The 16th to 18th Centuries
For most of this period agricultural land was leased to tenants, and by the 17th century fairly short leaseholds seem to have been common. A few local yeomen acquired small freeholds, but these were mainly short-lived. (fn. 58) The gradual consolidation of holdings and piecemeal inclosure of common fields which seems to have started in the later Middle Ages continued, with some individuals leasing substantial holdings by the 18th century. (fn. 59)
The Phyllis Court (or Fillets) estate in the east was let on a 99-year lease for £48 9s. 4d. a year in 1552, with the right to fell trees. (fn. 60) In 1637 it was valued at £410 a year, excluding the mansion house. (fn. 61) Sir John Meller's share included 61 a. of woodland kept in hand and farmland near the house; the wood was valued at 10s. per acre and the farmland (including much good pasture and meadow) was apparently let for between 10s. and £1 per acre. Meller's main tenant was John Hunt, who leased farm buildings and 61 a. for 14 years from 1632; other individuals held smaller parcels of c. 13–24 a., also on commercial leases. (fn. 62) Outlying parts of the estate, sold piecemeal in 1638, (fn. 63) included land bought by Thomas Hawe of Harpsden, which formed part of Hawes farm (42 a.), later acquired by the Freemans. (fn. 64) In 1673 the home farm, east of the Marlow road, was leased to Adam Springall for five years at £100 a year. (fn. 65) Before 1724 a 124-a. holding had been leased to Hannah Clark, (fn. 66) including the home farm and another farm over the lane with buildings at what came to be called Swiss Farm. (fn. 67) The two farms together were probably at one stage leased to Robert Ovey for £193 a year. (fn. 68)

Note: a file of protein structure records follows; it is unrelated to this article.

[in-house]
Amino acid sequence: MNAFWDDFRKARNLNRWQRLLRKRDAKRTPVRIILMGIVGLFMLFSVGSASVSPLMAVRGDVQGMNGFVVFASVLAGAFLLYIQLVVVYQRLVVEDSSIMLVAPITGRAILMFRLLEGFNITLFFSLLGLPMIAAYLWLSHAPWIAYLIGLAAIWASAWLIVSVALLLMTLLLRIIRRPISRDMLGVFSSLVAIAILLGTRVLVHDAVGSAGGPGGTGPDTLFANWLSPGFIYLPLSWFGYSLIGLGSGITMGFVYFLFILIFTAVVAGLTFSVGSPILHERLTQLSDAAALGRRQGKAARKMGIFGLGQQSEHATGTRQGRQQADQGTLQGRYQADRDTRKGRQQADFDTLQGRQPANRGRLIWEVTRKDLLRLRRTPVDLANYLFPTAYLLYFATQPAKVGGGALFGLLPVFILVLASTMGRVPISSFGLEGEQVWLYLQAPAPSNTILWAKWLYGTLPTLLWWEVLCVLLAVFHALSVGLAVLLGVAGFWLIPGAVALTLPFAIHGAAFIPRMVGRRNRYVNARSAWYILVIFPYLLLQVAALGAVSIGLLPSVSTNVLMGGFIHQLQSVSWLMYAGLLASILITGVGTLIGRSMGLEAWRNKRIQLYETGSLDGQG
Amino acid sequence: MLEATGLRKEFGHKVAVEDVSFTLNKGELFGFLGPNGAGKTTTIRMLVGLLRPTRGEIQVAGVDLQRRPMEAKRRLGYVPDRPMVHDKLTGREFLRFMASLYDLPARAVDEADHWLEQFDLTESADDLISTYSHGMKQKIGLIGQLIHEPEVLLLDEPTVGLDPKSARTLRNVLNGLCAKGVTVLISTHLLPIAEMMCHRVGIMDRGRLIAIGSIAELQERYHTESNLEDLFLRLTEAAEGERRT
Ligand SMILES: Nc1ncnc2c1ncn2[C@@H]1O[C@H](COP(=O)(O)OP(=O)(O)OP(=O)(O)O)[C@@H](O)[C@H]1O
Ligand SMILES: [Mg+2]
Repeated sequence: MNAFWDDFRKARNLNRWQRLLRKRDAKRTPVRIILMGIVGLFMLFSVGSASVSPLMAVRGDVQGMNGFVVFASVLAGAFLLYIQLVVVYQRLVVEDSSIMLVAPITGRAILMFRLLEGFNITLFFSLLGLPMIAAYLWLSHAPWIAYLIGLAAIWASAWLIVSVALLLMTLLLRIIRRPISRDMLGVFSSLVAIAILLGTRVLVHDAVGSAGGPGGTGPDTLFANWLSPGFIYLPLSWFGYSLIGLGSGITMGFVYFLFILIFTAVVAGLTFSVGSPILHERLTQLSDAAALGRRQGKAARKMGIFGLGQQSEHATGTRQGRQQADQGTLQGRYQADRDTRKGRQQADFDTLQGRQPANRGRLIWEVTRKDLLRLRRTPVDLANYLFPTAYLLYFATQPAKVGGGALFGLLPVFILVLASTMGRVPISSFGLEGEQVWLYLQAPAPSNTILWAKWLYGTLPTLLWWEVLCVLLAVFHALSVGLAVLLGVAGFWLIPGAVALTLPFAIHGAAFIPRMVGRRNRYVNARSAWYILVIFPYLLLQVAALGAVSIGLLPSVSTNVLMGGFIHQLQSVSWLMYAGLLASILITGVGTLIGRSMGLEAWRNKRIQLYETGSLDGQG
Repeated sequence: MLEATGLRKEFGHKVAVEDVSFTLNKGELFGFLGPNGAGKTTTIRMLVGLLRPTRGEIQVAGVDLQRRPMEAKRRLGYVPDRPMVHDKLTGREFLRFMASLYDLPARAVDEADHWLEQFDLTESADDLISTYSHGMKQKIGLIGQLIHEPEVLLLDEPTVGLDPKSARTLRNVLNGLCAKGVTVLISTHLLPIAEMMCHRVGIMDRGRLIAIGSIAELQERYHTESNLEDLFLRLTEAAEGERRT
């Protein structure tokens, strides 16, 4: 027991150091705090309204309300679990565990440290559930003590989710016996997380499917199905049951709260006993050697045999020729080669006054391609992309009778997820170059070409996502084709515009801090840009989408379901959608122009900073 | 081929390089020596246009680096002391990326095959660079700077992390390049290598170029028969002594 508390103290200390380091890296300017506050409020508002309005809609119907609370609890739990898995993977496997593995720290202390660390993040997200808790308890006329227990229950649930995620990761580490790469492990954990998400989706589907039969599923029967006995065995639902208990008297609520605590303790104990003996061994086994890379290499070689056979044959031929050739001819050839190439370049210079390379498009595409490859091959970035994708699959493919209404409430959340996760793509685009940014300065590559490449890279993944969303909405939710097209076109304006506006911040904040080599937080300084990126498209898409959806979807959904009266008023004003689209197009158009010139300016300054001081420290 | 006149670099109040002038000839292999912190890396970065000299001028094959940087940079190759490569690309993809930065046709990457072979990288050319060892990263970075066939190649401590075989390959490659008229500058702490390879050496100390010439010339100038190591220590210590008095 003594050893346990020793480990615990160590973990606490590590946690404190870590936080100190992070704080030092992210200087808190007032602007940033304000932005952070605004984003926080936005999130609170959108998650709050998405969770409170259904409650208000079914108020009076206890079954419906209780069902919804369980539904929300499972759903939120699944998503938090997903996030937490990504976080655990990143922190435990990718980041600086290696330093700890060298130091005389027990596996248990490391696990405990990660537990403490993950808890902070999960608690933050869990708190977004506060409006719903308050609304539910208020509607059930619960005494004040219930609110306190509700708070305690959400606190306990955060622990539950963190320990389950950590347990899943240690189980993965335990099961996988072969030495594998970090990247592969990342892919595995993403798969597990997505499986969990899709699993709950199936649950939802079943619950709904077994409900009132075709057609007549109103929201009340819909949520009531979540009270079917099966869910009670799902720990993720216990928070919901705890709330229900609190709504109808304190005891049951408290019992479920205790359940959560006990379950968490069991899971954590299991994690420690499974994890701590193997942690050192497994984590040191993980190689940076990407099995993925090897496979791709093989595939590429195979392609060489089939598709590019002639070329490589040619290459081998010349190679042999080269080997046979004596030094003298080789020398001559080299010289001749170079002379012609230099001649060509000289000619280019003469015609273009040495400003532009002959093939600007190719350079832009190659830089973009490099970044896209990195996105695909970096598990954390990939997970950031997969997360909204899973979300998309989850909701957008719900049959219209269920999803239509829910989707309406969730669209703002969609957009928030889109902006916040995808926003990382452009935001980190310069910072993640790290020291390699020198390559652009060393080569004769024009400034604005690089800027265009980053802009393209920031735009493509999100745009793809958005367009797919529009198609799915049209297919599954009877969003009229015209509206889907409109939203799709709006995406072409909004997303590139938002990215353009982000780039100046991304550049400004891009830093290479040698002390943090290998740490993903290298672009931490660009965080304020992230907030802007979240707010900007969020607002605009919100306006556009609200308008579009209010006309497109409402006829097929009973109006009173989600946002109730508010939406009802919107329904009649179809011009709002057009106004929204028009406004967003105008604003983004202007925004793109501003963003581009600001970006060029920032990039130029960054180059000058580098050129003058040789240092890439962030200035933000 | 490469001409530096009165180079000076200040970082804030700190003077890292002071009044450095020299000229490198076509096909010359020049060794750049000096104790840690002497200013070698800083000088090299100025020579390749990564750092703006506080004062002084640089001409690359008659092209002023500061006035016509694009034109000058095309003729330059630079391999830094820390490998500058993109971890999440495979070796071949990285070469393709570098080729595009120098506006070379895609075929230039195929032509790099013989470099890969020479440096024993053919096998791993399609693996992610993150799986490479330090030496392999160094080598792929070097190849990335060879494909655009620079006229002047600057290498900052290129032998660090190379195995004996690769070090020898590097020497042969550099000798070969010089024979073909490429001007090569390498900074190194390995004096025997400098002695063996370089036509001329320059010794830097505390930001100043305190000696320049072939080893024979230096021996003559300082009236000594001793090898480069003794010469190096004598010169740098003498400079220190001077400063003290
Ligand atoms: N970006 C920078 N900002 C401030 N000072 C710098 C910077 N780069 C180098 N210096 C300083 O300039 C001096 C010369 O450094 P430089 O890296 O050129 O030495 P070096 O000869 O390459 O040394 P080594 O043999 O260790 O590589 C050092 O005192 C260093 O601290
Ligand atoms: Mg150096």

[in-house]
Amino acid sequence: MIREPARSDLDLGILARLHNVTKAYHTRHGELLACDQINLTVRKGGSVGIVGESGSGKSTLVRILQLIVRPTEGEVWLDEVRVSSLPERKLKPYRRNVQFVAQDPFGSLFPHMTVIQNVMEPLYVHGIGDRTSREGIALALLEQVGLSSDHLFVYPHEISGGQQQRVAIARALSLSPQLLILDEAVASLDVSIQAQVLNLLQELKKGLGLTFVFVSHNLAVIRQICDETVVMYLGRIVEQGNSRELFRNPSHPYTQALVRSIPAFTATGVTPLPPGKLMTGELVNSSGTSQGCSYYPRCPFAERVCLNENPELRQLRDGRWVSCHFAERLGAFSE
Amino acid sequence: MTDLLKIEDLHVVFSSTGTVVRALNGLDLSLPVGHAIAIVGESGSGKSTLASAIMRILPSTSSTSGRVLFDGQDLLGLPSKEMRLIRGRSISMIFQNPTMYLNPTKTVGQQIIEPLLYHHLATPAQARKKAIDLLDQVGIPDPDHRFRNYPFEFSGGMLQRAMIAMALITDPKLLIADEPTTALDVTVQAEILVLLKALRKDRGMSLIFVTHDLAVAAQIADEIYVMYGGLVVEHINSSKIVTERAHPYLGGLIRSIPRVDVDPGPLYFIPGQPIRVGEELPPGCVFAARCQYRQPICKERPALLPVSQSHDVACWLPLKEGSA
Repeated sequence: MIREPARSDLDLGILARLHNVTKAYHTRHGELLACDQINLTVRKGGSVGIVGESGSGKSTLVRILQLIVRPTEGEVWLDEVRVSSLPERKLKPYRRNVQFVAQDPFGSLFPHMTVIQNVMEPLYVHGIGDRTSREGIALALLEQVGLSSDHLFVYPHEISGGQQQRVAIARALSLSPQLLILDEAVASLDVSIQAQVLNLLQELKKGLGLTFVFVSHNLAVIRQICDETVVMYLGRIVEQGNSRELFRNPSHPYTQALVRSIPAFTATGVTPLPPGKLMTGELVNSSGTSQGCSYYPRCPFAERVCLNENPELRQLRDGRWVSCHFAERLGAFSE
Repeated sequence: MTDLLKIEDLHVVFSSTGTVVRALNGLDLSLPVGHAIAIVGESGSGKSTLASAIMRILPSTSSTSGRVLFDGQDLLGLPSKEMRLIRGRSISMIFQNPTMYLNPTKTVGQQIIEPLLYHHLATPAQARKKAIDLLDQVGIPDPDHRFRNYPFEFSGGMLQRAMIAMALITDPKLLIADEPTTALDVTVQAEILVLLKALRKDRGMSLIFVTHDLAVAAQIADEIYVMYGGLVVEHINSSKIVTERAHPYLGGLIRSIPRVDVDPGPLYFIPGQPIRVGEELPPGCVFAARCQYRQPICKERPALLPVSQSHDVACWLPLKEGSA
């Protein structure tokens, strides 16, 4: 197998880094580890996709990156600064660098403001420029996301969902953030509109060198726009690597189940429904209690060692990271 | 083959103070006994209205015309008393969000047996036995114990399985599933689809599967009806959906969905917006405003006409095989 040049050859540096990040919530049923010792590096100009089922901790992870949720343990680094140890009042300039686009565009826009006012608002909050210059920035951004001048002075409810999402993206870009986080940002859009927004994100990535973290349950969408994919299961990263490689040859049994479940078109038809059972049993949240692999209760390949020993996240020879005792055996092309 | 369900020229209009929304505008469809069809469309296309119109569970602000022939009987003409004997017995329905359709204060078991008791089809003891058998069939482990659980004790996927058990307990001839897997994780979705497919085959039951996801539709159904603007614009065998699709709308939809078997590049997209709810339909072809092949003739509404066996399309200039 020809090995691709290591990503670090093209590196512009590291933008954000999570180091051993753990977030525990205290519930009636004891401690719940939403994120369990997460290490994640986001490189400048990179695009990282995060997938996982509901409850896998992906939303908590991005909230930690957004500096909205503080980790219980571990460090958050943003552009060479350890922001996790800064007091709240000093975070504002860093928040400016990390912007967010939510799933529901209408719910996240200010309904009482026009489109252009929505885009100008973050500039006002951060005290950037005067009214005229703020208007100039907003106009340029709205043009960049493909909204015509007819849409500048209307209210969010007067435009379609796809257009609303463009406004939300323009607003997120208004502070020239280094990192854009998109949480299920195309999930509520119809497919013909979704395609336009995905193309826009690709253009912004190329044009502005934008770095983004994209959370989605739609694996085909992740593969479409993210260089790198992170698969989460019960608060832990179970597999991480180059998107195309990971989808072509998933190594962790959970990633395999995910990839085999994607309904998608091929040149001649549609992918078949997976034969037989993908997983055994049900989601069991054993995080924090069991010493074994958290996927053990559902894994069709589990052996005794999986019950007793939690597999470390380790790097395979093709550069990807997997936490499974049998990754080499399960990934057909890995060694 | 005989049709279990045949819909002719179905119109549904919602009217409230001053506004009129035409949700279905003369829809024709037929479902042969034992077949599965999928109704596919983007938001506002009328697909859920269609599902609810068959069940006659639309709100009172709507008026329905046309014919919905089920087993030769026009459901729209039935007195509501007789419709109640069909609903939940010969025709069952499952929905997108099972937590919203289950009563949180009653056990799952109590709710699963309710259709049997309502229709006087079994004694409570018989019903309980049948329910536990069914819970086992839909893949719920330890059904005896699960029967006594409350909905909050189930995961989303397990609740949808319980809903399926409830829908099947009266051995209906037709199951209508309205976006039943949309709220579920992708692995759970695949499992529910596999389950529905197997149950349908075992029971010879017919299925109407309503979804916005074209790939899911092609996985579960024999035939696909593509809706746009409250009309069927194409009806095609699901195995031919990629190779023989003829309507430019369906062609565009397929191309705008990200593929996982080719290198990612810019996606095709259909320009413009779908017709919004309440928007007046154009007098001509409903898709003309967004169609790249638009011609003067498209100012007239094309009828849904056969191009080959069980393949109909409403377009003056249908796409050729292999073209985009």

Henley manor was leased out by its absentee owners from the late 16th century, although the park was briefly separated and was sometimes kept in hand. (fn. 69) Little is known about farming on the estate at this time, but in and around Henley park a large area remained wood and pasture. In the 1630s the park was a discrete area of woodland and lawns, with timber worth £1,000. (fn. 70) Nearby were other woods attached to Phyllis Court, including Hales wood, though this had perhaps already been partly cleared before 1633. (fn. 71)